Then came OS X. It changed the game completely. Even complete programming klutz like myself could now easily fiddle around and program stuff. Because no matter how stupid our programs were, the system’s ‘space age’ memory management would ensure they didn’t do any worse than killing themselves. As a consequence - this is my conjecture anyway - people don’t program as carefully anymore. The punishment for being more sloppy is negligible while programming and much lower when the application is running on a user’s machine that it used to be. Sure, crashes aren’t nice but they’re not as bad as hosing the whole machine.
Furthermore, application memory usage exploded in OS X. Or rather, thanks to Unixy memory management you (or at least I) can only guess how much memory an application uses - and in whichever way you look at it, the numbers are enormous. You get a number for ‘real’ memory used and one for ‘virtual’ memory used. Then there’s also a number for ‘private’ memory. Common wisdom seems to be that the ‘real’ number is the one to look for. But somehow that number can also change thanks to swapping while the application doesn’t do anything.
Because of OS X’s unixy side being all virtual memory happy, there seem to be very few efforts made to even control memory management from the side of programmers. I know I don’t. And in many places it’s not even clear to me how that would be done realistically. As a consequence, any application thanks to errors in the software can gobble up around 4GB (actually more like 3,4GB) of ‘virtual’ memory. Personally I have seen that both Sandvox (seems to be solved since version 1.2) and versions of Coda (most likely a leak coming via WebKit via Quartz Composer) and in both cases the applications’ authors tried to be helpful but ended up not being able to help or fully understand the problem because they didn’t even have full knowledge or control of the memory used by their application. Such is the beauty of complex frameworks.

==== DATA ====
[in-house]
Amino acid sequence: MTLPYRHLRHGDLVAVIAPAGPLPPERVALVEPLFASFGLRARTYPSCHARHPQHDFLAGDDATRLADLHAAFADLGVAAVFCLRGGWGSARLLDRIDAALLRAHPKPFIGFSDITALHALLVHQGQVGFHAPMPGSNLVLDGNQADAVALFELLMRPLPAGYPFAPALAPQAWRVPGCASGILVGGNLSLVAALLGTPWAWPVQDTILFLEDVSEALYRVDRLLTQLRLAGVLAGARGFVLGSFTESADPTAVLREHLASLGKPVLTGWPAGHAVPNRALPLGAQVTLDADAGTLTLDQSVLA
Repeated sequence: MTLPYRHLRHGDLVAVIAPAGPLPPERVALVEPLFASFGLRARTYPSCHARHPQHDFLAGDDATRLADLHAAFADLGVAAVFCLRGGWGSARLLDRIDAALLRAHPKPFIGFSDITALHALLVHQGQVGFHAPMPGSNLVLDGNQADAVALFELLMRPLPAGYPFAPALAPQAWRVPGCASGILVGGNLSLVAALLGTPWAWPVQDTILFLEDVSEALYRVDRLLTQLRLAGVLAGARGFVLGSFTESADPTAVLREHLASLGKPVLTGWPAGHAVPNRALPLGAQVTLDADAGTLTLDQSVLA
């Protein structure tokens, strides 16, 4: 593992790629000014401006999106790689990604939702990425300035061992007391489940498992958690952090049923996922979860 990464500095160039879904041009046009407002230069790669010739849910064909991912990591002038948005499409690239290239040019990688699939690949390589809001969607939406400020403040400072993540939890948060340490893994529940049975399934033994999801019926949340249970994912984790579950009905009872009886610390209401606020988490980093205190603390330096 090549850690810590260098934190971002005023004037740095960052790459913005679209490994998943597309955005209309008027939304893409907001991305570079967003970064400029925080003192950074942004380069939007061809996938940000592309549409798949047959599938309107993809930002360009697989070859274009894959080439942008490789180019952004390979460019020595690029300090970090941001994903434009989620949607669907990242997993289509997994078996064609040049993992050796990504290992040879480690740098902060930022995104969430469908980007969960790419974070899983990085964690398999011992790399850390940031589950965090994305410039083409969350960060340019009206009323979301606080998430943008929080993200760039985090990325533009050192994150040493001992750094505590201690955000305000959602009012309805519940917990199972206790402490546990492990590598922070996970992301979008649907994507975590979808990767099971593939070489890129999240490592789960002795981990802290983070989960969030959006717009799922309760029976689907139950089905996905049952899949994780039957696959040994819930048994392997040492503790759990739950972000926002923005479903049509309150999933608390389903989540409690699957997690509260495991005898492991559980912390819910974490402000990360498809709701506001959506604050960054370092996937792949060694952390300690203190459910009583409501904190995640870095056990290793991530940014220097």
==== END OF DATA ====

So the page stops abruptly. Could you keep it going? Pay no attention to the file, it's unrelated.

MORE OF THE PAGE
Interesting question to ask: What does happen when an application runs out of virtual memory space? How well does it handle the situation? Can it recover from it? Well, I usually had to force quit the applications in that situation.